What is normal fasting glucose? What is considered pre-diabetic/diabetic fasting glucose levels?
Normal: <100 mg/dL
Impaired/diabetic: >126 mg/dL
What is the etiology of DMI? What is it usually caused by?
Due to destruction of islet cells of the pancreas (functions to synthesize insulin)
How do we prepare our Type I DM patients pre-op?
Instruct them not to take short-term insulin.
Instruct them to take 1/3 to 2/3 of their usual intermediate-lasting dose.
Where is insulin produced? At what rate is it made?
How much do we usually secrete a day?
Beta islet cells of the pancreas
1 unit/hr at rest
40-50 U/day (Response to food, vagal stimulation, beta stim, alpha block)
What is the effect of insulin on the moieties in our body?
Increases cellular uptake of glucose and potassium
Stimulates glycogen formation
Inhibits lipolysis and gluconeogenesis
What does surgical stress do to our insulin levels?
It drops our insulin levels.
Release of cortisol, catecholes, and glucagon all lead to hyperglycemia because of this.
Primary difference btwn DM I and DM II is..
How do their onsets differ?
DMI - no insulin production at all
DMII - insulin resistant cells or decreased insulin production (or both)
DMI = early onset
DMII = late onset
HgbA1c is a measure of...
the average level of blood sugar (glucose) over the previous 3 months.
Correlates well with rate of complications
What specific types of insulins would you withhold pre-op in diabetic patients?
Hold metformin (inhibits hepatic gluconeogenesis)
Hold sulfonureas (glyburide, glipizide) bc they increase beta-cell secretion of insulin
If significant interruption of caloric intake is not anticipated, many recommend no change in therapy with DMII patients.
What are some anesthetic considerations about diabetic patients?
Difficult laryngoscopy due to stiff joints
Positioning (more susceptible to ischemia)
Nerve injuries more likely due to poorer perfusion (regional anesthesia)
Increased risk of infection
What is the glucose level threshold at which you would delay surgery? Postpone surgery?
>270 mg/dL = delay surgery until you get a better value
>400 mg/dL postpone surgery until you get pt metabolic state under control
What happens at the onset of surgery to our glucose levels?
In diabetic patients, what glucose levels should we strive for intra-operatively?
Blood sugar will go up due to decreased insulin secretion from stress hormones
Shoot for 150-200 mg/dL (or <180 mg/dL according to Barash)
Note that blood sugar < 110 mg/dL leads to poorer outcomes.
What is DKA?
Diabetic ketoaciosis is a state of exclusive fatty acid breakdown for energy (lipolysis) that leads to ketoacidosis
What subtype of diabetics experience DKA?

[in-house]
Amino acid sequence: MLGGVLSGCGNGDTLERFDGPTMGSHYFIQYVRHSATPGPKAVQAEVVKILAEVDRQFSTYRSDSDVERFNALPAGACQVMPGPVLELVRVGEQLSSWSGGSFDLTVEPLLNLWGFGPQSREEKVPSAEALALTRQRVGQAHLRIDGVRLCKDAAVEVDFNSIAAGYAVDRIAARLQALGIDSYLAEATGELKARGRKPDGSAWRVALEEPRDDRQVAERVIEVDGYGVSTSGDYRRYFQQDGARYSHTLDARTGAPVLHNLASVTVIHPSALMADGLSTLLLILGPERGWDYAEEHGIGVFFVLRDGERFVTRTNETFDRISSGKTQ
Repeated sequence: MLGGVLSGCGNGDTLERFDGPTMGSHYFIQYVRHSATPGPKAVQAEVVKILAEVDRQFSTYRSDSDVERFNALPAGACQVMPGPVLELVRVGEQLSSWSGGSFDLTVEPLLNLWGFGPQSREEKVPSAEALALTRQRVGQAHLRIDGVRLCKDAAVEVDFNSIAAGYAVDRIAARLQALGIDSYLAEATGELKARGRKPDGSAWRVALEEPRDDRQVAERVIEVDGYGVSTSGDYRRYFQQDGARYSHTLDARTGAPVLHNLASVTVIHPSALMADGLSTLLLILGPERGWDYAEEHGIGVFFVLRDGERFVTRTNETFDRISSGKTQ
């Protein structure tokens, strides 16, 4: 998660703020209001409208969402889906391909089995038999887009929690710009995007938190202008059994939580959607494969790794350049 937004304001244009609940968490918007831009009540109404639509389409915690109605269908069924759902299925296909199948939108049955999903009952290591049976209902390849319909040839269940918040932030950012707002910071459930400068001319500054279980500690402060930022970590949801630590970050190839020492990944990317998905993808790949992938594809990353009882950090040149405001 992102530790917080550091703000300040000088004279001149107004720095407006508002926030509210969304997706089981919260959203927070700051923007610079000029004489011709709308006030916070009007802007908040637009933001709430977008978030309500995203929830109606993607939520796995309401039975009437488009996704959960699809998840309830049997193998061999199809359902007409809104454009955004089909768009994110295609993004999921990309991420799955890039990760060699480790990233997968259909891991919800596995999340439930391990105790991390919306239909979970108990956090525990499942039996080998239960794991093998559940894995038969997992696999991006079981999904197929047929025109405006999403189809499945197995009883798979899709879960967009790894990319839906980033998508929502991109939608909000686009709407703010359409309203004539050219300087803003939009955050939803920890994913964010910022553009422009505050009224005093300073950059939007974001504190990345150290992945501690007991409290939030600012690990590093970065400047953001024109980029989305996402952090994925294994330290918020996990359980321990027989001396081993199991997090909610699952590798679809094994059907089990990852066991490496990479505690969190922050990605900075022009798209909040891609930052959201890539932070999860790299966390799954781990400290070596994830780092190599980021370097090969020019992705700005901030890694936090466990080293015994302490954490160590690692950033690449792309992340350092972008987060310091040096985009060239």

Type I DM
Type II DM don't experence DKA because only small amounts of insulin is needed to block lipolyis (and they have it whereas DMI pts dont' have any)
What are physiological effects of DKA?
Dehydration due to osmotic diuresis
Anion-gap metabolic acidosis
If a DM pt experiences mental status changes, what is the first thing you should do?
Check blood sugar to rule out hypoglycemia.
THEN check ABG to rule out DKA or HNKC.
How can we treat DKA intra-op?
Treat with fluid, electrolytes, and insulin.
Add some glucose when BG < 250 to prevent precipitous drop in blood glucose (which would cause hypoglycemia, the opposite end of the spectrum)
Correct N: add 1.5-2.0 mEq/dL every 100 mg/dL BG over 100
Give K (pt may be hyperkalemic, but total body K will be low)
In a pt undergoing DKA, what is usually his/her range of blood glucose level?
Does this correlate with the severity of the acidosis?
300-500 mg/dL range
NO, Degree of hyperglycemia does NOT correlate with severity of acidosis
What is the relationship between glucose and potassium?
K follows Glucose
What is HNKC?
What is it characterized by?
HNKC: Hyperosmolar Non-Ketotic Coma
Characterized by very high BG (>600 mg/dL) with enough insulin to prevent ketosis
What subtype of DM pts can get HNKC?
DMI patients will get DKA instead of HNKC due to lack of any insulin.
Symptoms of HNKC include...
Significant HoTN that leads to lactic acidosis
Cerebral edema --> coma, seizures
Thrombosis secondary to hyovolemia, HoTN, and hyperviscosity of blood (due to extreme dehydration)
How do we treat HNKC?
Treat with a lot of fluids given at a slow rate as well as insulin infusions.
Correct over 24 hours.
What is hypoglycemia?
BG of < 40-50 mg/dL
Diabetis may have symptoms at higher levels due to higher threshold for BG levels
Symptoms of hypoglycemia include..
**Almost impossible to diagnose in unconscious pt
How can we treat hypoglycemia?
25g IV dextrose
1 mg IM glucagon
Why do renal patients often have high blood glucose levels?
Insulin is excreted through your kidneys so renal pts have slow release of insulin into the bloodstream
When you are administering insulin through plastic tubing, what do you need to remember?
It gets stuck to the plastic! Waste 20 cc's!
What are carcinoids?
Slow growing tumors that are often asymptomatic for a long period of time.
The majority of all carcinoid tumors are found in the _______ , _______,and _______.
bronchus, jejunum, colon
Carcinoid syndrome occurs in X% of carcinoid tumors.
X = 20
What are the signs of Carcinoid Syndrome?
Acute onset of:
What is Carcinoid Crisis?
What are the signs of it?
A more severe condition of Carcinoid Syndrome that can be fatal if left untreated.
Signs of Carcinoid Syndrome but more severe in addition to:
What causes Carcinoid Syndrome?
Carcinoid tumor causes release of serotonin, histamine, bradykinin, epi, NE, kallikrein
How can we treat Carconid Synrome/Crisis?
Administer somatostatin/octreotide to reduce release of vasoactive products.
Drugs to avoid in pts with Carcinoid Syndrome:
HA releasing drugs